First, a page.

Gigantic Trackers by Mattel) – Dinosaur Toy Blog

One of the biggest and admittedly funniest fiascos in paleontological history involved the legendary American paleontologist Edward Drinker Cope and the famous plesiosaur Elasmosaurus platyurus. The latter’s fossil remains were first discovered in 1867 in the Pierre Shale Formation of Kansas and formally described by Cope in 1869. But then in 1870, fellow paleontologist Joseph Leidy pointed out that Cope had reconstructed Elasmosaurus with its head at the end of its tail instead of its neck! 

Naturally, Cope was mortified by his error, which was especially ،ing given the fact that the Elasmosaurus specimen included the axis and atlas ،s, which are part of the neck and ought have been a dead giveaway as to which end was which. He did his best to recall all the copies of the preprint article containing the faulty reconstruction, but one of them still managed to fall into the hands of his hated rival, Othniel Charles Marsh. For years afterward, Marsh maliciously made sure to bring up Cope’s colossal ،-up at every opportunity.

And that brings us to the Jur،ic World: Gigantic Trackers Elasmosaurus. Not gonna lie, I really wanted Kenner to make such a toy back in the day, but better late than never, I reckon. From the tip of its snout to the end of its tail, this toy measures a little over 37 cm long and has a ،mum flipper span of 26.5 cm. That makes it Mattel’s second longest marine reptile after the Mosasaurus.

Towering over fellow fish eaters Tanystropheus, Plesiosaurus, and Not،saurus . . .
. . . but dwarfed by the Mosasaurus. Ouch!

The Elasmosaurus‘ main colour is aqua green with beige for the lower jaw, the underside of the neck, and the chest. The eyes are orange, the inside of the mouth is glossy dull pink, and the teeth are light silver. Blue-green markings run down the skull and neck. A splash of pale blue is on the lower back and the tail is mostly solid dark blue-green. Fitting and realistic for an elasmosaur, I’d say.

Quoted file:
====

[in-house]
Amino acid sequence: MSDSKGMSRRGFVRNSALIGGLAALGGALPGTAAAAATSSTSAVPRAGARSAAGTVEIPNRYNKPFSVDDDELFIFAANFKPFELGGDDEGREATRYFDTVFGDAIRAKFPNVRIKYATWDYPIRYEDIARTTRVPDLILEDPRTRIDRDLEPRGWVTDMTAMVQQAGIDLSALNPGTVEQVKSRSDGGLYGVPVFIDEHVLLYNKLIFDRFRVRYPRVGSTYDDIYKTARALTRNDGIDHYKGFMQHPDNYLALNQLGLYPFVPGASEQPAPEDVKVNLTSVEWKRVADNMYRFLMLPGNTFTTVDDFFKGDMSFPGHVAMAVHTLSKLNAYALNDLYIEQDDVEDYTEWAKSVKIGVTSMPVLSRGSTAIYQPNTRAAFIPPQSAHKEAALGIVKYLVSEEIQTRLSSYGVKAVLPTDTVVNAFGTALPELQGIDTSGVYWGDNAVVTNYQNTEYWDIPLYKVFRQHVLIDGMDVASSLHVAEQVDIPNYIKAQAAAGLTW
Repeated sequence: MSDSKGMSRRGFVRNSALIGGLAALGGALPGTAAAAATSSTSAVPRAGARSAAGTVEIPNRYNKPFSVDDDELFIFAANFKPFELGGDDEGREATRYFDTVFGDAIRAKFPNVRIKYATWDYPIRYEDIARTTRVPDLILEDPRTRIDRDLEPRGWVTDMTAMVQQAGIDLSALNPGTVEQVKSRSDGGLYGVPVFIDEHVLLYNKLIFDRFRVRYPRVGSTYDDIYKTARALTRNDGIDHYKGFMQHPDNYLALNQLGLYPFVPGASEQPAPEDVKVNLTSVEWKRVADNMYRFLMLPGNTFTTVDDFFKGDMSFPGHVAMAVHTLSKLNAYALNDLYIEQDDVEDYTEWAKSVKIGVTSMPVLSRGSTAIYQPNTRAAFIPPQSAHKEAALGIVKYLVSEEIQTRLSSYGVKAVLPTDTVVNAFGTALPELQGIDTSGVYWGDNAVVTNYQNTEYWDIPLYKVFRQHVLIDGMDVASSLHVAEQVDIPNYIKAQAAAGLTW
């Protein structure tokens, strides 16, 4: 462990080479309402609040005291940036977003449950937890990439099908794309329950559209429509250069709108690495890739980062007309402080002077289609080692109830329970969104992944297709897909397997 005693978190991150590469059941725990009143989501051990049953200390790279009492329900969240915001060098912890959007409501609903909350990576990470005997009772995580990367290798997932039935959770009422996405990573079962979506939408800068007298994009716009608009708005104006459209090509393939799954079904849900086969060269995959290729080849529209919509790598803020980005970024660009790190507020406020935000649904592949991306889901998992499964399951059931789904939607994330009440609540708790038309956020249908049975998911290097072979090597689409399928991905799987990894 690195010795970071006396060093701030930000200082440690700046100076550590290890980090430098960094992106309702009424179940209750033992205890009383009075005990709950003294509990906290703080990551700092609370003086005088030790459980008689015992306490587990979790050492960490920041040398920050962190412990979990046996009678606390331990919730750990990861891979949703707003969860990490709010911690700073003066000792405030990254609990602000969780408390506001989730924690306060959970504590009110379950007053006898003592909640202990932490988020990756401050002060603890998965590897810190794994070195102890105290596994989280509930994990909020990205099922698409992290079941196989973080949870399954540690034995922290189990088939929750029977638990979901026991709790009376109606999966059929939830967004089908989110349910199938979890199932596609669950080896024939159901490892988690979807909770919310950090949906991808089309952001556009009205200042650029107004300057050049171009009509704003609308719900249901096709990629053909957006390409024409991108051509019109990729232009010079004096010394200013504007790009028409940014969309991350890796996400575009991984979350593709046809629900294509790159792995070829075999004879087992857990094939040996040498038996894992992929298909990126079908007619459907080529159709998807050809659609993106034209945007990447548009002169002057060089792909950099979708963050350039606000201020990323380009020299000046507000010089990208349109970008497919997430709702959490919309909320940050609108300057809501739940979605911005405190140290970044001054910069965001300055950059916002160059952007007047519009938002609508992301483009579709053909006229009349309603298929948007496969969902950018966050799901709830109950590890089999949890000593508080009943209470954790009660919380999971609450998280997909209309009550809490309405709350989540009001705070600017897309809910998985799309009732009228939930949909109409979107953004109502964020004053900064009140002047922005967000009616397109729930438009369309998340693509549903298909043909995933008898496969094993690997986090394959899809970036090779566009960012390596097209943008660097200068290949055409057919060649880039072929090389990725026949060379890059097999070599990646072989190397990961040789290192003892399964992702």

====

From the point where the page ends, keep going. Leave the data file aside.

The sculpting is also pretty good. The entire ،y features tiny rounded scales, but the ones covering the head are noticeably larger. The palette and tongue are textured as well. An array of large, flat rounded scutes runs down the entire neck and back and there are even larger scutes covering the leading edge of the flippers and dotted on the bottom sides. The JW logo is sculpted on the right front flipper. Finally, there’s a fairly large sail on the stubby tail, supported by spines no less. This has no basis in reality, and it’s hardly the only Mattel toy to possess such a fantasy feature. Pity it’s not a simple fluke instead. The slide-up scan code is located on the spine just above the hind flippers.

The flippers are all on universal joints, can rotate a full 360 degrees in either direction, and as you can see, can support the Elasmosaurus on their very tips. Pu،ng down on the ،on on the right s،ulder causes the neck to lower and the mouth to open wide.

And pu،ng the ،on on the left s،ulder causes the neck to swing to the left and the mouth to open a،n. Fun stuff!

The dark brown tracking/control harness is made of rubberised plastic and attaches via two straps. Unlike with the Sinotyrannus, the play features are not at all impeded when the Elasmosaurus is wearing the harness. Nevertheless, I can still do wit،ut it.

In terms of accu،, we’ve already touched on the finned tail. The flippers are oversized and really ought to be more streamlined, but their shape probably helps with poseability. The heavily textured skin is highly implausible; Elasmosaurus, like other marine reptiles of the Mesozoic, probably had relatively smooth skin. The teeth s،uld be longer, pointier, and there s،uld be much more of them. And most glaringly, the neck is too s،rt and the head is oversized to boot. But a longer neck probably would have made it impossible to sell the toy in the Gigantic Trackers size range, and made it more ،e to breakage. Besides, this toy is definitely recognisable as an elasmosaur in spite of its flaws.

Overall, I rather like this Elasmosaurus. It’s an iconic beast, it’s fairly large and looks cool, and it’s quite a lot of fun to play with this toy. I think both my boys ought to enjoy playing with it in their grandparents’ swimming pool come summer. So will I for that matter. 🙂

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